In term 2 we were tasked to build a “minime” for 3.007, which was a small vehicle powered by a rechargeable battery pack and controlled by an Arduino.
Largely to teach us fabrication methods, we spent the week using Solidworks to CAD the minime and then sawing and bending acrylic to make the chassis. We then connected a bunch of wires to a breadboard and attached the servo motors and we had our very own robotics car controlled by a photoresistor (turn left if light, turn right if no light etc.)
And then in term 3, we had the AmigoBot for use in Digital World, where we experimented with Signals and Systems and used algorithms to turn sensor input into movement output.
But the AmigoBot was not ideal for a number of reasons:
- They spoilt easily, despite having a polycarbonate shell etc. This also included the port for the wire, which somehow had really bad connectivity.
- It was heavy, which meant that it spoilt easier. This also meant that algorithms were inherently significantly off due to a lack of ability to account for inertia.
- They were not repairable in house, so we always had to get someone to repair them.
- They cost roughly $3000.
And so the miniamigobot was born – why pay $3000 for something you can pay a little more and get each student to make? While it is an added long term cost for the school to keep buying parts and giving them to students, I believe that the learning opportunity from a project like this can be well worth it.
All we needed was two sonars, two servo motors to swivel those sonars around, and voila we’ll be done… or so we thought. After some research and collection of scrap electronics lying around we realized a few things:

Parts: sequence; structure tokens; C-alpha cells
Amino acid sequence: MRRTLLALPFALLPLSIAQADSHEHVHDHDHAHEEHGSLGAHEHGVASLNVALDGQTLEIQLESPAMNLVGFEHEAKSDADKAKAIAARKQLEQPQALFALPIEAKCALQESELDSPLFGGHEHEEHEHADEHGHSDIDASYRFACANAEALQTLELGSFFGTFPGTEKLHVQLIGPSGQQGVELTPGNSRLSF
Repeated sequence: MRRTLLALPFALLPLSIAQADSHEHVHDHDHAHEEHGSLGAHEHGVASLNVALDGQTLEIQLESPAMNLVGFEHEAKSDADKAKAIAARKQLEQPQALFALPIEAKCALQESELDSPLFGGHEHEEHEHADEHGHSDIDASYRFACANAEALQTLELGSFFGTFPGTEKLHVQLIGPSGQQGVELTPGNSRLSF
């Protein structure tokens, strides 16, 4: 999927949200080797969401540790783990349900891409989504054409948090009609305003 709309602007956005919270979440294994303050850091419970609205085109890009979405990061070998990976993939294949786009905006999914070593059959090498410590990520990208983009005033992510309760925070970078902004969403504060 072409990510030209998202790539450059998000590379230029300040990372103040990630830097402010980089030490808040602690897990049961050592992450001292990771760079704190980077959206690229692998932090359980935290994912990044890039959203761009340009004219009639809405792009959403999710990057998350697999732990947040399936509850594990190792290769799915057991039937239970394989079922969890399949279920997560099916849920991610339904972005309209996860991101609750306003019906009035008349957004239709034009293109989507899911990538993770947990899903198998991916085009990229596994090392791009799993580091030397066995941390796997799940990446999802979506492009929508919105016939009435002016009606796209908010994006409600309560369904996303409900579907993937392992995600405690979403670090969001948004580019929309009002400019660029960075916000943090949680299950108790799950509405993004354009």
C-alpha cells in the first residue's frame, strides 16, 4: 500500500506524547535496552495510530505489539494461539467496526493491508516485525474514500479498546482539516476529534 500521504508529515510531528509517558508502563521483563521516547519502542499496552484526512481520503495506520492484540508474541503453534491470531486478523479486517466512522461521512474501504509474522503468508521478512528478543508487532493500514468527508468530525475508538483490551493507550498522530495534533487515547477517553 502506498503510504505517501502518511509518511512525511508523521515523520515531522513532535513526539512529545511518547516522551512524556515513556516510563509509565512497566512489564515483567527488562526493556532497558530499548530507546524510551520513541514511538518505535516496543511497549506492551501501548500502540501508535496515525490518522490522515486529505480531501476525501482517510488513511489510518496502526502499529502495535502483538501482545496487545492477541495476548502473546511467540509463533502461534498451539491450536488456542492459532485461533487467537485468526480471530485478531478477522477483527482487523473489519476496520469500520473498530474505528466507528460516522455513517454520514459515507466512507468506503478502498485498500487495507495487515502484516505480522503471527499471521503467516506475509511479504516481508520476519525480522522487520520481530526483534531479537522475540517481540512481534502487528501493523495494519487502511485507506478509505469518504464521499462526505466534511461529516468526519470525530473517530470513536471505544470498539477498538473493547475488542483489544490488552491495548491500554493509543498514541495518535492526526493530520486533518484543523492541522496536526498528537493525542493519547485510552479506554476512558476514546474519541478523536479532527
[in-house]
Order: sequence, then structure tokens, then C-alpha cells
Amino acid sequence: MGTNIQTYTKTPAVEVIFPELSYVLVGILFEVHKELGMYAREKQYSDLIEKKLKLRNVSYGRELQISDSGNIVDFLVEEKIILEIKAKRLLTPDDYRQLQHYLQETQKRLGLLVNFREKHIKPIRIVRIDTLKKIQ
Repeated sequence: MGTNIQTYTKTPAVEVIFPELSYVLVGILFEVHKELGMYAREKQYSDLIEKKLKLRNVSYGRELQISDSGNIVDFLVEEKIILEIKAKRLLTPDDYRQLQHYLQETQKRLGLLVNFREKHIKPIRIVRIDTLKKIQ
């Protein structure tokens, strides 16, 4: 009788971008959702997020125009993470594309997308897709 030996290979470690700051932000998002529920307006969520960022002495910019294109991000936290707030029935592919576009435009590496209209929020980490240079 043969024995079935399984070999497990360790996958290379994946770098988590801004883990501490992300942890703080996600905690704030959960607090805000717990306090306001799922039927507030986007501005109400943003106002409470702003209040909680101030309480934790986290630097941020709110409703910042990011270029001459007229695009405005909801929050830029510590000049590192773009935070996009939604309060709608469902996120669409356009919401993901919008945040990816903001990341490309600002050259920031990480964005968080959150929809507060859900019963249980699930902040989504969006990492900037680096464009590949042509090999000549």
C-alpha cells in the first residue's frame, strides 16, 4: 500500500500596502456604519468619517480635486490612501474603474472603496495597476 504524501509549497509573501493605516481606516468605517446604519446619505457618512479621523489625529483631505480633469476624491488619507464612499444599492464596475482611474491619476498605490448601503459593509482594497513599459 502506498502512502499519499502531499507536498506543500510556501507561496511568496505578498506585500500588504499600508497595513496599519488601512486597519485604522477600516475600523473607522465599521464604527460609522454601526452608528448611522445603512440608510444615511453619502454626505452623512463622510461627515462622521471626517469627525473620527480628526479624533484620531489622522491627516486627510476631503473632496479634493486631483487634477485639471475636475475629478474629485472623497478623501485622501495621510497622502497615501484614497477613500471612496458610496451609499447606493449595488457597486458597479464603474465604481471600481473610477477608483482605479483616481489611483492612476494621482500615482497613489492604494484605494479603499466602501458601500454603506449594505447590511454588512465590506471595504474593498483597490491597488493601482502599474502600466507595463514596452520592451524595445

- Sonars come in many shapes and sizes. And costs.
- Getting accurate feedback from each wheel is not going to be easy – there are two ways to do this, with a stepper motor or with a dc motor that comes with an encoder.
- But using a dc motor would require a different arduino, more specifically, a dfrduino romeo.
- Getting python (the DigiWorld course is run in python) to talk to the Arduino over serial might not be as easy as we thought.
And so this led to the new to do list:
- Test different sonars on different surfaces and angles to find the most cost effective solution (we’re all about $$ here)
- Test various feedback mechanisms
- Research on (dc controller + arduino) vs (dfrduino romeo) vs (servo motor + hacked on feedback mechanism)
- Get python and arduino to talk to each other, prove that AngleProp and DelayProp both work.